A Chat With Aubrey ‘Po’ Powell, One of the Designers Behind the "Dark Side of the Moon" Cover
As part of the Hipgnosis studio Powell was responsible for some of the most defining rock imagery of all time.
Every Christmas, from 1967 to 1982, the walls of design collective Hipgnosis' London studio were covered with the artwork of classic record covers.
Pink Floyd, Led Zeppelin, 10CC, Def Leppard, AC/DC, Paul McCartney & Wings, Genesis, Peter Gabriel, ELO, T.Rex, Yes, and Black Sabbath plastered the walls. These weren't for just decoration or inspiration for the collective either.
This was the studio's portfolio.
In fifteen years, Hipgnosis (Aubrey 'Po' Powell, Storm Thorgerson and Peter Christopherson) established themselves as one of the most important design collectives in music history. Their innovative cover art - which included Dark Side of the Moon, Led Zeppelin's Houses of the Holy and The Who's Who's Next - defined the imagery of the biggest names of the late 1960s, 70s and early 80s.
With the recent publication of Hipgnosis Portraits, written by Powell and Thorgeson, we caught up with 'Po' to find out more of the studio and it's art.
Noisey: So you guys would stay up all night and people would be coming and going, fielding ideas?
Aubrey Powell: Yes. It was very much like that… the volume of work was so great during the 1970s that we couldn't spend time designing at the same time as actually doing the physical work of photography.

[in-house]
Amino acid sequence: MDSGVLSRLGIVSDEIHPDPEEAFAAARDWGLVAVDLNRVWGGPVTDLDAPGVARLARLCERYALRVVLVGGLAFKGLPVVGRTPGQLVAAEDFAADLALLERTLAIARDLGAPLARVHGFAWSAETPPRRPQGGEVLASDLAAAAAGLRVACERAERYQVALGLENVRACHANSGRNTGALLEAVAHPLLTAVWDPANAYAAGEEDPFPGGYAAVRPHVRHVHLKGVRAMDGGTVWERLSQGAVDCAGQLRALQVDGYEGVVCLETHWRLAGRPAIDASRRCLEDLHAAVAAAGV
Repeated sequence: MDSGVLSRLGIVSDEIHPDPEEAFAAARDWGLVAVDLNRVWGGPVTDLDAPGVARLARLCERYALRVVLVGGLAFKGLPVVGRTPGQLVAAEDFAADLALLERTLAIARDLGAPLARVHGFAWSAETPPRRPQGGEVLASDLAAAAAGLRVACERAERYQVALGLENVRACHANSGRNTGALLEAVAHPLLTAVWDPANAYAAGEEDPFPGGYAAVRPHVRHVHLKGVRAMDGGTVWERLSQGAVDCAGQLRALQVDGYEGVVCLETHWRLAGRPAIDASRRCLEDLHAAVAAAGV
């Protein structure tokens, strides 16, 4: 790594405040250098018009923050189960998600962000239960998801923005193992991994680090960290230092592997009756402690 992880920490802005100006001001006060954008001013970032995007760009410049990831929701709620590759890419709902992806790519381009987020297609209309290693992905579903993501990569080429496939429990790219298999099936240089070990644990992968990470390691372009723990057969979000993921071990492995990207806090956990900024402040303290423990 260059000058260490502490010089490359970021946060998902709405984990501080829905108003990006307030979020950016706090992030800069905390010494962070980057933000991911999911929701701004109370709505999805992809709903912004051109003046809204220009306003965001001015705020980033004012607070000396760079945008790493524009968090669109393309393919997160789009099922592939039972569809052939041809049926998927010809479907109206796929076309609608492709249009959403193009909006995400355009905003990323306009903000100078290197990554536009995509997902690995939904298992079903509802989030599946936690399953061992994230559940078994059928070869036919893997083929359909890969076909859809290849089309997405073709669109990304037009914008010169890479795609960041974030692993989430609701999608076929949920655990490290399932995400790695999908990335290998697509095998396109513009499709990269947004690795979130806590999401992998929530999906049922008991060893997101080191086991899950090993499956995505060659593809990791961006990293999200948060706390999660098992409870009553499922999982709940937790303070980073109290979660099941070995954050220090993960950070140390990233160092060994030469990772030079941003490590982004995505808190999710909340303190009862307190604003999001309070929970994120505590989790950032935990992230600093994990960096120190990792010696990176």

Photoshop didn't exist so our work was very much a very tactile business. We would meet two or three nights a week sometimes until four in the morning where we'd sit up and have design sessions, brainstorming and trying to create different ideas.
They were often at Storm's apartment which was always full of the most loose and loaded cannons you can imagine. There'd be the guy in the corner throwing knives at a wall, a couple of Japanese groupies, drug dealers, all sorts of people and other designers.
Storm or I would come up with the initial idea for something and then other people would start throwing in ideas. It was hectic to say the least. At the very end it was always the same three of us left, and we'd hone it down to some succinct idea that made sense and would work, but it was a very free-for-all kind of atmosphere in those thinking sessions.
I read that you haven't picked up a camera since those days.
These days I direct films. I just finished the new Monty Python film and the process is the same in some respects. I found still photography very frustrating, because the format was either 12 inches square for a record cover or 24 x 12 inches for a gatefold. They were big pieces of artwork compared to CDs or MP3s but after 15 years of having a camera strapped to my neck, I wanted to be a director. It's true that since 1982, I haven't picked up a stills camera. I can't even bear to shoot family snaps (laughs). I obviously love the medium, and I'm extremely proud of what Hipgnosis produced. I thought in those days I took some pretty good photographs.